Typical MOSFET packaging: in appearance, it resembles the JFET, but the leads have a slightly different shape (photo courtesy of Mouser Electronics).

This article on metal-oxide semiconductor field-effect transistors (MOSFETs) builds on lessons from the prior piece “What Is a Diode?” (ELEVATOR WORLD, August 2014).

Metal-oxide semiconductor field-effect transistors (MOSFETs) are similar to the junction field-effect transistors (JFETs) that came before. In a MOSFET, the gate is insulated from the rest of the device by a layer of silicon dioxide. (Originally, the insulating material was a metal oxide. Despite the change, the old name persists.) If you understand how the insulated gate works structurally and electrically and all the implications that follow, you will comprehend the MOSFET to the extent that servicing electronic equipment that contains the device will be straightforward.

Learning Objectives

After reading this article, you should have learned about:
♦ Similarities and differences between MOSFETs and JFETs
♦ How to safely handle MOSFETs
♦ The importance of the two modes in which MOSFETs can operate
♦ How to switch current-carrying devices in elevator motors to make them perform as desired
♦ When MOSFETs are used in elevator motors and how to prevent premature insulation failure in motor windings

Basic Attributes

Because of the electrical barrier between the gate and the n- or p-type channel (NMOS or PMOS), the MOSFET has DC input impedance even higher than that of the JFET: in the nearly inconceivable vicinity of 10-100 million megohms. Compare this to the typical 200-meg temperature-corrected reading typical of the insulation surrounding a high-voltage transmission line. Additionally, this impedance is a property of a dielectric layer that may have a thickness of only a very few atoms. Since capacitance is a function of the dielectric constant of the insulating material and is inversely proportional to its thickness, we can calculate the capacitance of the gate-channel implicit capacitor as in the neighborhood of 2 fF, depending upon the electrical environment.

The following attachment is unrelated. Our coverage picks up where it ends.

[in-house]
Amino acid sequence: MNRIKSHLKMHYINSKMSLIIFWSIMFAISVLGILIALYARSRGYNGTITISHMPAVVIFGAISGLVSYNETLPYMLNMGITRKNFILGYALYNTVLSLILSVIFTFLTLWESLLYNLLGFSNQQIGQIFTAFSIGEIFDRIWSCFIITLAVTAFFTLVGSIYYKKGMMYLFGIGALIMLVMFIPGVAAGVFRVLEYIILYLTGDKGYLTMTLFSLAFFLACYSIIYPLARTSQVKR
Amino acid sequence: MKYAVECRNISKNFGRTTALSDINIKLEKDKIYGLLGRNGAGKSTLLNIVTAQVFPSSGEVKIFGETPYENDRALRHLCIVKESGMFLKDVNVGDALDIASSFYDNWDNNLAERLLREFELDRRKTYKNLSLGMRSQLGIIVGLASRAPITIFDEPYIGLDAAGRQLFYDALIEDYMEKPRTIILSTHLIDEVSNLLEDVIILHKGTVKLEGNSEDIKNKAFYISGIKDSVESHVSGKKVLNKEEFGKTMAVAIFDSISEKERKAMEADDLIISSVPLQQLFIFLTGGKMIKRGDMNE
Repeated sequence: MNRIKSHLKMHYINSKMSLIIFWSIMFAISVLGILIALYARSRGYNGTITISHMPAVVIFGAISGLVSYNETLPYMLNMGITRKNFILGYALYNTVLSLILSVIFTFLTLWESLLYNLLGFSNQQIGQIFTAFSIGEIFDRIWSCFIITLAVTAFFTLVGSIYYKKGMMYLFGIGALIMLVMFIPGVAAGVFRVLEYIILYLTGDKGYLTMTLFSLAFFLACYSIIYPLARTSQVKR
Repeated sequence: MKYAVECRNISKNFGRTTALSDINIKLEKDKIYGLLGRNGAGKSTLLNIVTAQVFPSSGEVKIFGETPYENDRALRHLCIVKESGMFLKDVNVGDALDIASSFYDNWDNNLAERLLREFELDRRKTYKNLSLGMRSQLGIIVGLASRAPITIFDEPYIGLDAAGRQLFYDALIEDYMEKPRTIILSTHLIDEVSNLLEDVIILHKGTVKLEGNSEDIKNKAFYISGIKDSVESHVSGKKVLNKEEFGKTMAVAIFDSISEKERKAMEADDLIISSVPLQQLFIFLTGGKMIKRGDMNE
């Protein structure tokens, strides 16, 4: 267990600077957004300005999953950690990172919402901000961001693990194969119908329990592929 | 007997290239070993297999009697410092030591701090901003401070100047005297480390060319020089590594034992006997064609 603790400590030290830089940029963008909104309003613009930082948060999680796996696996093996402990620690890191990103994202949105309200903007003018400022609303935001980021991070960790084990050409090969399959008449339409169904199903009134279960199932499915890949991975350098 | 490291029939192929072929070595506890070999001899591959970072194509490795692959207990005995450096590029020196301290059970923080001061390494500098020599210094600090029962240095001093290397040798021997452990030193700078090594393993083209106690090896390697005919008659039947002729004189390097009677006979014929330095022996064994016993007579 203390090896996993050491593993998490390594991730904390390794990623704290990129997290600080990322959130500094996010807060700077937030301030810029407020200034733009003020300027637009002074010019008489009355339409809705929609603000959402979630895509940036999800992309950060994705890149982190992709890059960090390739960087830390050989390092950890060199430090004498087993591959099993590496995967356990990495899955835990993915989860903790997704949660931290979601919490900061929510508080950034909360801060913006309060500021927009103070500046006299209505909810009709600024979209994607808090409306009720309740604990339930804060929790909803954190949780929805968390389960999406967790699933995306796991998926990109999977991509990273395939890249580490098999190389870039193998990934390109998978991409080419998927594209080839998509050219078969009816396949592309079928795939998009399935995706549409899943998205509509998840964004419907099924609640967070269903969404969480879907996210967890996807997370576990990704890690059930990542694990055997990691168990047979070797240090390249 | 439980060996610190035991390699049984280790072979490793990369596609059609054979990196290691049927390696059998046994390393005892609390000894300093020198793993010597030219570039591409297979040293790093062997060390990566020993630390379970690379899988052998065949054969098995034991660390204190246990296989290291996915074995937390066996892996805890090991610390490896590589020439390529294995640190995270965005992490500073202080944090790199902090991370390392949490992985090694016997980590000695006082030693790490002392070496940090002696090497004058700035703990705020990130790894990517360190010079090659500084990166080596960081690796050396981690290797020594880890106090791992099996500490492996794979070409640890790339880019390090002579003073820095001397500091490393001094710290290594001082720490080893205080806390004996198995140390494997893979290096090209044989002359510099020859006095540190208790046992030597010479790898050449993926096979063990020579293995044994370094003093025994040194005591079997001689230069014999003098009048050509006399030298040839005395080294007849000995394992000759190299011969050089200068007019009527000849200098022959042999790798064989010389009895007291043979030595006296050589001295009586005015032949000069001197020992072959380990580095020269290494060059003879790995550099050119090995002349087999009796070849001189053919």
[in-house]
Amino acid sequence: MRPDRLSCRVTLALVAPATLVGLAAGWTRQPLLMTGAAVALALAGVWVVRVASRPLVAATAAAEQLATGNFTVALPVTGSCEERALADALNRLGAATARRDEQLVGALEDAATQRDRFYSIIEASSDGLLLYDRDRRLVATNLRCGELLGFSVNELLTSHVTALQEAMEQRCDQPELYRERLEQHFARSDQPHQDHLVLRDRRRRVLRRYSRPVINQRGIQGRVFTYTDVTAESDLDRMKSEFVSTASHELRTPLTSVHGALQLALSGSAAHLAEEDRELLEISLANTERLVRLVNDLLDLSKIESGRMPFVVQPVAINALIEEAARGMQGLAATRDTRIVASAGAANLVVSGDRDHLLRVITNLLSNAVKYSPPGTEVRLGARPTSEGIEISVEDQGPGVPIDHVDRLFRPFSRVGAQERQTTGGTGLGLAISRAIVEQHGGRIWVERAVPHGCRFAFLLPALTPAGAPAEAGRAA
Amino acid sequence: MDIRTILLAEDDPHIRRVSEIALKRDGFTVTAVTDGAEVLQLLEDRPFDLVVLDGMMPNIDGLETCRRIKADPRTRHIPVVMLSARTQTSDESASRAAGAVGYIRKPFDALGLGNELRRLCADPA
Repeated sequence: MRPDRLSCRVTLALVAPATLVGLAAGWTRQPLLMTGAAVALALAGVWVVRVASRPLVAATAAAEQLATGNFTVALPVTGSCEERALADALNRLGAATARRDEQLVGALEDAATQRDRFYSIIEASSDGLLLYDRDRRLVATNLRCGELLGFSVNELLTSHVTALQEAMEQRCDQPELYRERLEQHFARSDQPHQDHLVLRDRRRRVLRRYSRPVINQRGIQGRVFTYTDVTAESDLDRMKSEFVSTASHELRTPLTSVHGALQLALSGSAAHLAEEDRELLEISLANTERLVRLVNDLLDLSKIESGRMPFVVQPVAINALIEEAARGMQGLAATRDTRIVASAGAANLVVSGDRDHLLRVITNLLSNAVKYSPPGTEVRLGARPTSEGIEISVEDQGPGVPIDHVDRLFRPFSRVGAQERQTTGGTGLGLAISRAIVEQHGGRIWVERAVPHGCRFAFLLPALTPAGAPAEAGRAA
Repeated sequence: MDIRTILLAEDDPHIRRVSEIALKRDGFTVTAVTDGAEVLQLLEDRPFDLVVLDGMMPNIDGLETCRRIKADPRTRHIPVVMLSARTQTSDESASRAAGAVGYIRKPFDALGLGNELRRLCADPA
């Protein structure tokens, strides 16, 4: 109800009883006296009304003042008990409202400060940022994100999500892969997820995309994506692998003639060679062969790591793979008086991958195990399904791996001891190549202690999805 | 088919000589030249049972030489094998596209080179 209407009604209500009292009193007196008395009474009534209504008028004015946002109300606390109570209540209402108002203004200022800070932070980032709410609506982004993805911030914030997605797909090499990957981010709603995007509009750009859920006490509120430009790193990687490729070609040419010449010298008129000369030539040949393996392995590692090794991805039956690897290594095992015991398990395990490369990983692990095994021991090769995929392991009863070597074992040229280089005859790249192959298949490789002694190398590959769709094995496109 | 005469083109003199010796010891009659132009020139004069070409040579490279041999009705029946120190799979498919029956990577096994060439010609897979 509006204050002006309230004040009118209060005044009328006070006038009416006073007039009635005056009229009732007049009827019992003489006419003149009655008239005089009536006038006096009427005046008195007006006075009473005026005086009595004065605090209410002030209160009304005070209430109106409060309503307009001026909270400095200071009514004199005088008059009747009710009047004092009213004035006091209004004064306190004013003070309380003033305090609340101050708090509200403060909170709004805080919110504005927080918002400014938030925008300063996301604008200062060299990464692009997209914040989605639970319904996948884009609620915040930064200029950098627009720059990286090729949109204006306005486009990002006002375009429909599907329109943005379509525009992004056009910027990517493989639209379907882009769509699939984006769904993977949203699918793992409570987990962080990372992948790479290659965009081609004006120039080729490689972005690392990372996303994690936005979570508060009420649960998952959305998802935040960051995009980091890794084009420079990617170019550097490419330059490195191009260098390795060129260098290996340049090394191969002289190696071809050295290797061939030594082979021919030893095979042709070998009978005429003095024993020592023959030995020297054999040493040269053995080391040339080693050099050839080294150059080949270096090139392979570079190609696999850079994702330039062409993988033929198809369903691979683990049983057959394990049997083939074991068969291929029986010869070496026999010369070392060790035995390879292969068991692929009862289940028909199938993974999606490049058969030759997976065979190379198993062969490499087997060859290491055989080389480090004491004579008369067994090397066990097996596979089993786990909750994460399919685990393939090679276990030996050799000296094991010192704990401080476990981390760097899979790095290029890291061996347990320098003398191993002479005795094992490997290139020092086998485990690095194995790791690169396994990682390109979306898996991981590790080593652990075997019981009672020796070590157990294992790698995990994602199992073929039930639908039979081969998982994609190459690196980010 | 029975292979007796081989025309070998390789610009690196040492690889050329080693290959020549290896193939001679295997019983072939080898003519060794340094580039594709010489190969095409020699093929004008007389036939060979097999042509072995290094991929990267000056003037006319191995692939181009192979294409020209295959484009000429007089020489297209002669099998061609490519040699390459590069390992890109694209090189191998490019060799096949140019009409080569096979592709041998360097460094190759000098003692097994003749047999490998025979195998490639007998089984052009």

As in a JFET, the current flowing through the MOSFET channel is regulated not by current flowing through the input circuit, as in a bipolar transistor, but rather by voltage placed on the gate with reference to the source. The amount of current required to place a charge on such a small electrode can only be described as miniscule, so the MOSFET places virtually no load on the output circuit of the upstream device — that is to say, much less than the JFET. Another way to say this is that the MOSFET has extremely high input impedance, and this accounts for its value in many applications. To the device that feeds it, the MOSFET is invisible. At the same time, the MOSFET has a low output impedance so that it, in turn, is a stiff source that has little tendency to be loaded by the stage that follows it. The only downside of this is that caution is required when handling MOSFETs precisely because of the immense input impedance with its very thin dielectric barrier between gate and source/drain. The human body, brushing against a glass or plastic object, if not grounded, tends to acquire and retain an electrostatic charge that is very high in the context of the MOSFET (with its diaphanous internal structure).